News / Asia

US Lowers Expectations for Quick Success in Taliban Stronghold

Canadian soldiers of Task Force Kandahar walk with locals down a street as they conduct a foot patrol in Kandahar city (File)
Canadian soldiers of Task Force Kandahar walk with locals down a street as they conduct a foot patrol in Kandahar city (File)
Lisa Bryant

NATO's commander in Afghanistan said Thursday that efforts to drive the Taliban out of the country's Kandahar region are going slower than expected.  The remarks were made on the sidelines of a key NATO meeting in Brussels.

U.S. Army General Stanley McChrystal acknowledged that efforts to route out the Taliban insurgency in the Kandahar were going slower than the alliance originally anticipated.

"It is my personal assessment that it will be more deliberate than we probably communicated or than we thought earlier and probably communicated," McChrystal said. "So I think it will take a number of months for this to play out.  But I don't necessarily think it's a bad thing.  I think it's more important that we get it right than we get it fast."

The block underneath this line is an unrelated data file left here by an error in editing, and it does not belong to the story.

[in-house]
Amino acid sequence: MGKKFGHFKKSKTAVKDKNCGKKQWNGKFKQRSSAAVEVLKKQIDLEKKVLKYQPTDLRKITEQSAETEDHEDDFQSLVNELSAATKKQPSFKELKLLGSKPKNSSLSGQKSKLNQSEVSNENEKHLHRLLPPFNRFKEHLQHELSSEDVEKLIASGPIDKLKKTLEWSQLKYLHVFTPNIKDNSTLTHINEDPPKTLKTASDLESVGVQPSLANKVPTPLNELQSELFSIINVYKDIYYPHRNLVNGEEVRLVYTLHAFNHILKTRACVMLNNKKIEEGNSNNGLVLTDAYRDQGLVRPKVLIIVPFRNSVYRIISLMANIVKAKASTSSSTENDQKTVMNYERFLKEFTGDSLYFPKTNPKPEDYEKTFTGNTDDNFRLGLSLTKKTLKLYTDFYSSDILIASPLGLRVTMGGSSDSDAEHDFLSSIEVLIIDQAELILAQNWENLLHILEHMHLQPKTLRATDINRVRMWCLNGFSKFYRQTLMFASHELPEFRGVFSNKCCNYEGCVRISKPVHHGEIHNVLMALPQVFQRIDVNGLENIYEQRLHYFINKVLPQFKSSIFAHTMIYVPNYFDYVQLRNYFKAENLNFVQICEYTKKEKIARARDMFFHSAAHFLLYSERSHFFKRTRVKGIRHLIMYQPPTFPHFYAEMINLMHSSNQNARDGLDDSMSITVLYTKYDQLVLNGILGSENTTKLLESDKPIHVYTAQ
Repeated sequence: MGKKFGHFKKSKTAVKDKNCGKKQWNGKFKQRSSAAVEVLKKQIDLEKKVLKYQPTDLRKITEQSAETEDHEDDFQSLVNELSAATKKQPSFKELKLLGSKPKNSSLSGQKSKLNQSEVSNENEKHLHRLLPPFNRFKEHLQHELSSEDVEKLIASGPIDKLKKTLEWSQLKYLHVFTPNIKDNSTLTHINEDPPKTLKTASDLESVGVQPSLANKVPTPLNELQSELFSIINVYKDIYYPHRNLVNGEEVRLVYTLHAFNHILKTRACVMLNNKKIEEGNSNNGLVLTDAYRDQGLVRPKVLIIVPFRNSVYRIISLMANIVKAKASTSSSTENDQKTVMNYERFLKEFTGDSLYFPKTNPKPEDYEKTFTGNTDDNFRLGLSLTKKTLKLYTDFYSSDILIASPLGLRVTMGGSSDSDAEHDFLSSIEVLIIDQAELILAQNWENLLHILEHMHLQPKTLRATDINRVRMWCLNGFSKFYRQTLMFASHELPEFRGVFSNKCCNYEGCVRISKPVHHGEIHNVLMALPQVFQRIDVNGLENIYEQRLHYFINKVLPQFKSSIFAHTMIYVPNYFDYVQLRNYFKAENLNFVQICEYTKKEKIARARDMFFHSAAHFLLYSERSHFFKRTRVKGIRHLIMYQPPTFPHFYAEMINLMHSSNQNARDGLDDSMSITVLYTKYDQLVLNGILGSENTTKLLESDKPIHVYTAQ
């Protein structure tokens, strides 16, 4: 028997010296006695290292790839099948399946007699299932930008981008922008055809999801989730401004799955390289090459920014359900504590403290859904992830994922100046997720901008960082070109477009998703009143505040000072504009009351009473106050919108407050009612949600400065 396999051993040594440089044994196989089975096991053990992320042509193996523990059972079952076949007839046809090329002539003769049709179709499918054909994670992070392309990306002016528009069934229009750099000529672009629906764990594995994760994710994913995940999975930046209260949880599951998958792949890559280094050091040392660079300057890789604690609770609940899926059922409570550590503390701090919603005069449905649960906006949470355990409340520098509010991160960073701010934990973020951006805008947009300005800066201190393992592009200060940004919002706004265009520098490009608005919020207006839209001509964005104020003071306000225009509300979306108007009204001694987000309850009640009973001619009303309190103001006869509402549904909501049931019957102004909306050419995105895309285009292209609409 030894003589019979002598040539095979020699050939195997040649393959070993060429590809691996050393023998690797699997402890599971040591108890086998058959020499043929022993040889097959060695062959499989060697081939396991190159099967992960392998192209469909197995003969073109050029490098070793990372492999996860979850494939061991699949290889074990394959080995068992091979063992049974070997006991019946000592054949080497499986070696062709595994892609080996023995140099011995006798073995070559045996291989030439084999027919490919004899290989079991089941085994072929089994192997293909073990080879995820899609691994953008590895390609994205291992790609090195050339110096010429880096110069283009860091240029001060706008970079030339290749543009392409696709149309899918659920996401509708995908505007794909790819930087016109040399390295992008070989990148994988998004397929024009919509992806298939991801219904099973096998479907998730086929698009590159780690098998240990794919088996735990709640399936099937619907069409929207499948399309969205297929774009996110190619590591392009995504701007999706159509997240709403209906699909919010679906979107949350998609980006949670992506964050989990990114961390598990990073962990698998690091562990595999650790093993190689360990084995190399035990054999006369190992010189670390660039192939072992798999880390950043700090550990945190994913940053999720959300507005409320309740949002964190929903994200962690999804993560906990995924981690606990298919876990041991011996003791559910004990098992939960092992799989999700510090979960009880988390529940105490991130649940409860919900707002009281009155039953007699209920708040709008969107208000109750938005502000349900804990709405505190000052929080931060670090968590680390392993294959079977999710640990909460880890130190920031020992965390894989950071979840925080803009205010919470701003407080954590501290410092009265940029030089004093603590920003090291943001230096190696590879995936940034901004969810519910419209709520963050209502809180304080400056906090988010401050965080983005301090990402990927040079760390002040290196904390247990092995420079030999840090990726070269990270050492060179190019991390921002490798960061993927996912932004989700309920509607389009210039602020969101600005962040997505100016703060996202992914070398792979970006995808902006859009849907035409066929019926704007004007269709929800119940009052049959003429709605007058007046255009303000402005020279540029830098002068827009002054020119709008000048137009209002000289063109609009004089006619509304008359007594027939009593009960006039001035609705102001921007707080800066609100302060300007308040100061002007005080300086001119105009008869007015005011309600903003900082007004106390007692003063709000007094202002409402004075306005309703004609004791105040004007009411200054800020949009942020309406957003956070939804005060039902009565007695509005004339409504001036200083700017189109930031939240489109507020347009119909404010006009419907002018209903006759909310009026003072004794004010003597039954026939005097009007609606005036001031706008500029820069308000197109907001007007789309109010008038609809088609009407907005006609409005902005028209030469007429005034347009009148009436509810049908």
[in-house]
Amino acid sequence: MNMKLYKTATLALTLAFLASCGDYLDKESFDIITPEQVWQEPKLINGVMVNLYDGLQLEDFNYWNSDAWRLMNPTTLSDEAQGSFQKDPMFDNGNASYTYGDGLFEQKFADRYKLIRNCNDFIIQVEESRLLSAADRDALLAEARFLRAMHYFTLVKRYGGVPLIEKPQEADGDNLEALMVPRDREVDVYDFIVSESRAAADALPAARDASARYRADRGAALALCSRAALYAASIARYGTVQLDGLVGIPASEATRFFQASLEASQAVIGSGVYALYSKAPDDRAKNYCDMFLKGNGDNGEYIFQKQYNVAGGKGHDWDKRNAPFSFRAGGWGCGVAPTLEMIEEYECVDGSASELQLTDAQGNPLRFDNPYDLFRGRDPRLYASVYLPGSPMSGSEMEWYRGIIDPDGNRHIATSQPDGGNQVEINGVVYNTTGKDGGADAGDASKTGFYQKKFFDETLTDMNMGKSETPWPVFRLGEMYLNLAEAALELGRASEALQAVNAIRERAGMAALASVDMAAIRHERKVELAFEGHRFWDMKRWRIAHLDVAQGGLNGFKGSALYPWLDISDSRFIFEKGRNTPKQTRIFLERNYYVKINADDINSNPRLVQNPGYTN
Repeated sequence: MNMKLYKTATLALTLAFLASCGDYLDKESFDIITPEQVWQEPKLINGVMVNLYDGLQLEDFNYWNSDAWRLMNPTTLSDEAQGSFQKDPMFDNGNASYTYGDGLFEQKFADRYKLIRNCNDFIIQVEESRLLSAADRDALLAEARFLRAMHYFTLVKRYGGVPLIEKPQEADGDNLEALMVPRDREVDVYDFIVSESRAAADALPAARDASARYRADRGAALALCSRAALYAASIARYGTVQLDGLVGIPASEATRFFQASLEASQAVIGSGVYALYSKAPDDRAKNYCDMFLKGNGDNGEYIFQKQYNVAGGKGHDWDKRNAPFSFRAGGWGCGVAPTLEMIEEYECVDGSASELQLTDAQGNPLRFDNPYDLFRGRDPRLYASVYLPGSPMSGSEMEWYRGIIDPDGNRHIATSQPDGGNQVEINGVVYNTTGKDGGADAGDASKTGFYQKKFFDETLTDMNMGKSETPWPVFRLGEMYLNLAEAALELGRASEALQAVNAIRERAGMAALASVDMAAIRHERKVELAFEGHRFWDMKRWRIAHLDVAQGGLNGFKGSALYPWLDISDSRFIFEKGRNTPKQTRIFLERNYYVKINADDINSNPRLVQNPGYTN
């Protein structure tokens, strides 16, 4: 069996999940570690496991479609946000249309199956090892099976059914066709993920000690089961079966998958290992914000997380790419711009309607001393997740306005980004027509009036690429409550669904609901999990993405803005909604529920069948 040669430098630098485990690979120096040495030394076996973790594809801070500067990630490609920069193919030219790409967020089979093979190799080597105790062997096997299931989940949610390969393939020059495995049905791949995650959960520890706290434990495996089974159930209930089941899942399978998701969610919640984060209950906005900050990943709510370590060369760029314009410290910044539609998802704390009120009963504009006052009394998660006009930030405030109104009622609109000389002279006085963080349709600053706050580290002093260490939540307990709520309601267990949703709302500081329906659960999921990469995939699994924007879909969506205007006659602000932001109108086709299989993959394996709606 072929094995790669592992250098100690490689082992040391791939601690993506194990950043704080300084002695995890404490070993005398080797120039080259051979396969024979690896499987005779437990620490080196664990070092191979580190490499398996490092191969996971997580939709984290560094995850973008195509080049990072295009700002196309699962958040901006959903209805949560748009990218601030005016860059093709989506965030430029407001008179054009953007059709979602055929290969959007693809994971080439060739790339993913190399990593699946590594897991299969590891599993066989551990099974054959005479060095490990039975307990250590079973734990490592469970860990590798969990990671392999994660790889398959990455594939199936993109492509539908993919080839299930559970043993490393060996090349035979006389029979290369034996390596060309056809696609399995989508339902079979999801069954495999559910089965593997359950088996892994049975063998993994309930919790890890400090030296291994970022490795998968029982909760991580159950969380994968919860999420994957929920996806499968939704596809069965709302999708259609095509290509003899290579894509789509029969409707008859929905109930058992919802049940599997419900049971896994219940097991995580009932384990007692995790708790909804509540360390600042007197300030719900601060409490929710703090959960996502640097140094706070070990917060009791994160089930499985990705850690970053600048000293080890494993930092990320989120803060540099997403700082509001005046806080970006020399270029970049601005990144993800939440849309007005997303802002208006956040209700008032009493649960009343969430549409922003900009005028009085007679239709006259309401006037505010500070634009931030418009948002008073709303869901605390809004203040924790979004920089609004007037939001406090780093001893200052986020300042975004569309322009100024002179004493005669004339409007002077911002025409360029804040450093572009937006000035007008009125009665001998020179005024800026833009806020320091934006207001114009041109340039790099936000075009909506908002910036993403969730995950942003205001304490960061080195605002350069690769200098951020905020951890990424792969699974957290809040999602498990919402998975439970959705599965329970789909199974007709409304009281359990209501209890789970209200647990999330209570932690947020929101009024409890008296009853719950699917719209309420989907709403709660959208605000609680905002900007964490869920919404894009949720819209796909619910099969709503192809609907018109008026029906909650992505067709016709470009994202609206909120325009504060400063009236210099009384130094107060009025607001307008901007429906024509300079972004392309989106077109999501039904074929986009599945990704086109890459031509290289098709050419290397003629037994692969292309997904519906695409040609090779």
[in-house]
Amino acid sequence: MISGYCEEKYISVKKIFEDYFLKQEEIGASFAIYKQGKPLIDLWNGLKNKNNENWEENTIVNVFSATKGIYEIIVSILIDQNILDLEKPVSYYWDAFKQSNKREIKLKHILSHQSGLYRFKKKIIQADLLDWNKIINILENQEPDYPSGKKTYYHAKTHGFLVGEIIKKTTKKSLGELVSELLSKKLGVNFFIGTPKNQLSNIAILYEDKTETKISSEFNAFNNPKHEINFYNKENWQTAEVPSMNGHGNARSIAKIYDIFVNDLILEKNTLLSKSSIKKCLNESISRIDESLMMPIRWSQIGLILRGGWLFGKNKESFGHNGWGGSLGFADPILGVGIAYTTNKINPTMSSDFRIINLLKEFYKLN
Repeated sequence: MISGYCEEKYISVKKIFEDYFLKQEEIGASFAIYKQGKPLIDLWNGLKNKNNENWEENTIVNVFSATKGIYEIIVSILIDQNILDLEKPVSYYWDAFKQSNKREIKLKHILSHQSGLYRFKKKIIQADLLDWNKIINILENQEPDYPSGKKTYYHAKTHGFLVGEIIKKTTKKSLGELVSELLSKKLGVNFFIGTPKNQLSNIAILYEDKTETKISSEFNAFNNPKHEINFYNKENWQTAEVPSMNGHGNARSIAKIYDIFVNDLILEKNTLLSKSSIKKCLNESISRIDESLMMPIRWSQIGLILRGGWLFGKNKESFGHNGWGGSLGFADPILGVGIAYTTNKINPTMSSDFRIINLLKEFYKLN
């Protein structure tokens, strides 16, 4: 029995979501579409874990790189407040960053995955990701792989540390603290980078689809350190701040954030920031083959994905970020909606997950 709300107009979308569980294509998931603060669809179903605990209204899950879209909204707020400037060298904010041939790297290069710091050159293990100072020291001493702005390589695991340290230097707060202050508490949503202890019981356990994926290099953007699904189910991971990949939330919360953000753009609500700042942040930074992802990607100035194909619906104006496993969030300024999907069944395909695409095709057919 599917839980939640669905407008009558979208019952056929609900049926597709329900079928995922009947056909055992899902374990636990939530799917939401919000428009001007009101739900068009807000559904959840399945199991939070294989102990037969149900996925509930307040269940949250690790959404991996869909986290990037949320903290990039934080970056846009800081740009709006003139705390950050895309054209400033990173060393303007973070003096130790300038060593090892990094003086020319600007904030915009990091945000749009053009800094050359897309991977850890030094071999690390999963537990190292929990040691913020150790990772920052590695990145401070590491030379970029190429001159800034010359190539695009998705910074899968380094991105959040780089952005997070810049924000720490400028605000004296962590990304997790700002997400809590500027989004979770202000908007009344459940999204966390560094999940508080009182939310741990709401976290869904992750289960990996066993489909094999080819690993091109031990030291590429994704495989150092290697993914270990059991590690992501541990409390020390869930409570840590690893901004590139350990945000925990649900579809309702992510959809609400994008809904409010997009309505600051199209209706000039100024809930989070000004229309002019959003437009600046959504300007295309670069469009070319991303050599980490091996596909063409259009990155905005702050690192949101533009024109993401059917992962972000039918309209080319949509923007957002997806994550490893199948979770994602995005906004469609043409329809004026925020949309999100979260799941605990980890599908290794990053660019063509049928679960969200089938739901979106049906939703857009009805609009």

McChrystal spoke to reporters at the start of a two-day NATO defense ministers meeting that is expected to focus on Afghanistan, among other topics.  About 20 NATO troops have been killed in militant attacks in Afghanistan since Monday.

Public frustration is also growing in Europe and the United States after nearly nine years of fighting the Taliban.

Speaking in London earlier this week, U.S. Defense Secretary Robert Gates said Washington is considering sending reinforcements to help British troops fighting in Afghanistan's Helmand province, which borders Kandahar.

McChrystal said he expects the violence to continue in the near-term.  

"There are going to be tough days ahead," McChrystal said. "Violence is up and I think that violence will continue to rise, particularly over the summer months.  It's necessary [that] we roll back Taliban influence as we move toward increased security in the future."

NATO's Secretary General Anders Fogh Rasmussen is urging alliance members to make good on pledges to send trainers to Afghanistan to boost the numbers of Afghan military and police.

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